The relative necessity of funding newly-established railway lines or public transport in service is a frequent topic of discussion when people try to evaluate how public money should be spent in terms of improving the urban transport system. To my mind, it is imperative for government to finance both, the result of which benefits the cities economically and culturally.
There are good grounds for arguing that it is of great value to invest substantial money in railway line construction. One of these is largely based around the idea that building railway lines creates a huge market for the local business. This is particularly true for the distinct features of railways: delivering more goods and commuting with fast-pace, both of which allow for a more frequent and efficient commercial intercourse. A further point is that providing intercity railway lines contributes to an increase of richness and diversity in culture. This is because railways are available to transport people to remote areas, which facilitates mutual communication. Better understanding and less culture shock, therefore, can be the consequence of more communication.
There are also, however, equally strong arguments for maintaining public transport in existence. One significant counter-argument is that, compared with allocating a large amount of money for railway lines establishment, it is a relatively more economical way to improve the overall transport system. The main philosophy behind this policy is that money saved could be funded in other fields that are in urgent need of investment. This, for example, can explain the fact that increasingly cities would spend more money in massive maintenance rather than in wide construction. Another related argument is that improving existing transport could prevent further environmental destruction and resources consumption. At its simplest, the remained resources are possible to support the cities to go further and more funds would be saved to solve the prospective environmental pollution.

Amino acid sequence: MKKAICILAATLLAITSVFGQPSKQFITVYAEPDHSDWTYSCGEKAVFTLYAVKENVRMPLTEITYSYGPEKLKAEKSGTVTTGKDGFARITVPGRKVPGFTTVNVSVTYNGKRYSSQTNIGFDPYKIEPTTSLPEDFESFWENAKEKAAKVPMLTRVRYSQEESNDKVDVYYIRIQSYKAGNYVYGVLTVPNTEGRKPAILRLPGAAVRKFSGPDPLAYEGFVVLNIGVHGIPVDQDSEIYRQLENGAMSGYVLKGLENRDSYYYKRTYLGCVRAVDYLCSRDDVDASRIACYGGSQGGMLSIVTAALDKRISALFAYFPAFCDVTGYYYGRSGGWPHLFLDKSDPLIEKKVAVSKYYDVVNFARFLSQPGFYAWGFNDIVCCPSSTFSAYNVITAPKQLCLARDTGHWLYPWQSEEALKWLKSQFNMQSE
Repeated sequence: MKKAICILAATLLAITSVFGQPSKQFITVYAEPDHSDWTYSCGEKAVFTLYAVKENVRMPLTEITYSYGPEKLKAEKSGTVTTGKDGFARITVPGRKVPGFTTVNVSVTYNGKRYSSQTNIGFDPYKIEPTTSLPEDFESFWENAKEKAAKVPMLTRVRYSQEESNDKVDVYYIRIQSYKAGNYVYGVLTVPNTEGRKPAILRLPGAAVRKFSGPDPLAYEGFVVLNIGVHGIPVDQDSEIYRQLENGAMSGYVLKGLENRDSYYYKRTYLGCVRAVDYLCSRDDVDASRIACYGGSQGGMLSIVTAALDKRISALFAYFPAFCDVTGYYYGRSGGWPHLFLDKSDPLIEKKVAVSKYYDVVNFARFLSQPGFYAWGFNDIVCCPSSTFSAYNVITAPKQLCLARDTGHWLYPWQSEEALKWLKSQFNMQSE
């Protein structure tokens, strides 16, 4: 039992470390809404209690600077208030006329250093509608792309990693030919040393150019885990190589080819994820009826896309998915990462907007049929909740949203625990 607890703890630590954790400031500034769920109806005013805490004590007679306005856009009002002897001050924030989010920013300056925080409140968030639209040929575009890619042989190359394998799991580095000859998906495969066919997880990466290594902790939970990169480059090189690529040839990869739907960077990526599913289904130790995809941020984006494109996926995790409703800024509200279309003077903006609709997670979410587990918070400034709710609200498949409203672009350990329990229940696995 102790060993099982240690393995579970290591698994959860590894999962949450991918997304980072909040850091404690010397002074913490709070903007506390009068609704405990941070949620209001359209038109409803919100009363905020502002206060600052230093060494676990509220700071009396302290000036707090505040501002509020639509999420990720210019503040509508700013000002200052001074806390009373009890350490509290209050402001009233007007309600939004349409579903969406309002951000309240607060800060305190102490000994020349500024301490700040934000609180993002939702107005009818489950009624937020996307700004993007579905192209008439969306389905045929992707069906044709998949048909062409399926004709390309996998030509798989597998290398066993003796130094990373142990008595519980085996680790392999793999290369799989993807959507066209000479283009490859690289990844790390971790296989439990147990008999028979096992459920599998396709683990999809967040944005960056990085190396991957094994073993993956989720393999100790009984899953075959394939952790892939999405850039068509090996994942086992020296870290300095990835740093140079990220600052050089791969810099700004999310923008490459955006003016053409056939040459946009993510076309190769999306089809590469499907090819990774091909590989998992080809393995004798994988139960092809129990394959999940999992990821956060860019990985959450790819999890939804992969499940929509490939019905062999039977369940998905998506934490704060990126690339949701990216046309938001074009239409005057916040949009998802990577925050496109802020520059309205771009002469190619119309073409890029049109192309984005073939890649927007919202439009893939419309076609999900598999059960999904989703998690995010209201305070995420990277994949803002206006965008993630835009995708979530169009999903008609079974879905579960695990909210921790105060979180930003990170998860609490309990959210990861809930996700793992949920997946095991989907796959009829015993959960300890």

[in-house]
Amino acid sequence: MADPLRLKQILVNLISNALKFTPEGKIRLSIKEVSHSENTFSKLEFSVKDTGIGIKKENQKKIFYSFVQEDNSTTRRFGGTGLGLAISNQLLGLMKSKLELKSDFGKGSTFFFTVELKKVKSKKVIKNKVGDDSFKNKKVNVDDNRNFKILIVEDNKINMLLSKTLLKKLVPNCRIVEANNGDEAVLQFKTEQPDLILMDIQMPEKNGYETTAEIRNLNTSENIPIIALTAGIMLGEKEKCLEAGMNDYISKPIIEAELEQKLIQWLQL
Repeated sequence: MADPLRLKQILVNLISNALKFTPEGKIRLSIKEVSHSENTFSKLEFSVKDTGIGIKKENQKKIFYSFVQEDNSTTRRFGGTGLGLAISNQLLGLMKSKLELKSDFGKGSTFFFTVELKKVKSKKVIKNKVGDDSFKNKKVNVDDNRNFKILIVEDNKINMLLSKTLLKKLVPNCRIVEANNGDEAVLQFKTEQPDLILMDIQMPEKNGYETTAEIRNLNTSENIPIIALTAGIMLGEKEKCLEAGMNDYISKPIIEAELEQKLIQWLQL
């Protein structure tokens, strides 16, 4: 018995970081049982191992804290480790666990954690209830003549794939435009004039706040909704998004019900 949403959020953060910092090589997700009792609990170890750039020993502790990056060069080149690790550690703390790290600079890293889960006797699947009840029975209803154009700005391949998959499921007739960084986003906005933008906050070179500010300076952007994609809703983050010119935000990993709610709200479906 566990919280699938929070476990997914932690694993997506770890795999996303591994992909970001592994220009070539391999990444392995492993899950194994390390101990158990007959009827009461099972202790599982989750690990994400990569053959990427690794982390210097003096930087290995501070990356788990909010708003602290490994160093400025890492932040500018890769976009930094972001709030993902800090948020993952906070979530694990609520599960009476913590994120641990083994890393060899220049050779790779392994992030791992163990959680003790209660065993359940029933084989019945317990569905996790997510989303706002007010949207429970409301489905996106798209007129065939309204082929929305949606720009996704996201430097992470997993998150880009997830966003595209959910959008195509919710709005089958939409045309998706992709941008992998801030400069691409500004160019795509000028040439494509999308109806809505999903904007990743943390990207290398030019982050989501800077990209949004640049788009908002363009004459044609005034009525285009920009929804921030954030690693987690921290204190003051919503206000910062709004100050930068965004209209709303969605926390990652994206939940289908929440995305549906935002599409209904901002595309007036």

My own view is that there are merits for both ways to in guarantee a well-established transport system. A city should invest money in constructing new railway lines for the sake of boosting economy and enriching cultural diversity. Meanwhile, maintaining availability of the public transport should be advocated, attributing to the advantage of money saving and less environmental pollution.